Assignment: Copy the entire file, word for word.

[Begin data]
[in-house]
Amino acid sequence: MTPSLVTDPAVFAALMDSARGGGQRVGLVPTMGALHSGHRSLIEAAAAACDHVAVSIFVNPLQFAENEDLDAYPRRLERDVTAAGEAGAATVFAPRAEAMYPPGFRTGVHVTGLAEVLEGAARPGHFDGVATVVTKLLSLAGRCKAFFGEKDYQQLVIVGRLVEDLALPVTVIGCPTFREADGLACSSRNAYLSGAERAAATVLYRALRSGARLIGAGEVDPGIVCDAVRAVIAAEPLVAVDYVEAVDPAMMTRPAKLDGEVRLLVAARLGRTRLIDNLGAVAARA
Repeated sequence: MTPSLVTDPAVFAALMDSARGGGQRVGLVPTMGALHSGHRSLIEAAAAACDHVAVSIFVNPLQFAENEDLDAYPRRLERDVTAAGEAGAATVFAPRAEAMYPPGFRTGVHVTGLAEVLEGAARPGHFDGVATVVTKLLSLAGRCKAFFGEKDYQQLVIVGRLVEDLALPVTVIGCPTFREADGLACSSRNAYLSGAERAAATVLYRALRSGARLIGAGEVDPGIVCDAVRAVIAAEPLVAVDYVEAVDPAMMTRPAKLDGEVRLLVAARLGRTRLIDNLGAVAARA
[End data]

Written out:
[in-house]
Amino acid sequence: MTPSLVTDPAVFAALMDSARGGGQRVGLVPTMGALHSGHRSLIEAAAAACDHVAVSIFVNPLQFAENEDLDAYPRRLERDVTAAGEAGAATVFAPRAEAMYPPGFRTGVHVTGLAEVLEGAARPGHFDGVATVVTKLLSLAGRCKAFFGEKDYQQLVIVGRLVEDLALPVTVIGCPTFREADGLACSSRNAYLSGAERAAATVLYRALRSGARLIGAGEVDPGIVCDAVRAVIAAEPLVAVDYVEAVDPAMMTRPAKLDGEVRLLVAARLGRTRLIDNLGAVAARA
Repeated sequence: MTPSLVTDPAVFAALMDSARGGGQRVGLVPTMGALHSGHRSLIEAAAAACDHVAVSIFVNPLQFAENEDLDAYPRRLERDVTAAGEAGAATVFAPRAEAMYPPGFRTGVHVTGLAEVLEGAARPGHFDGVATVVTKLLSLAGRCKAFFGEKDYQQLVIVGRLVEDLALPVTVIGCPTFREADGLACSSRNAYLSGAERAAATVLYRALRSGARLIGAGEVDPGIVCDAVRAVIAAEPLVAVDYVEAVDPAMMTRPAKLDGEVRLLVAARLGRTRLIDNLGAVAARA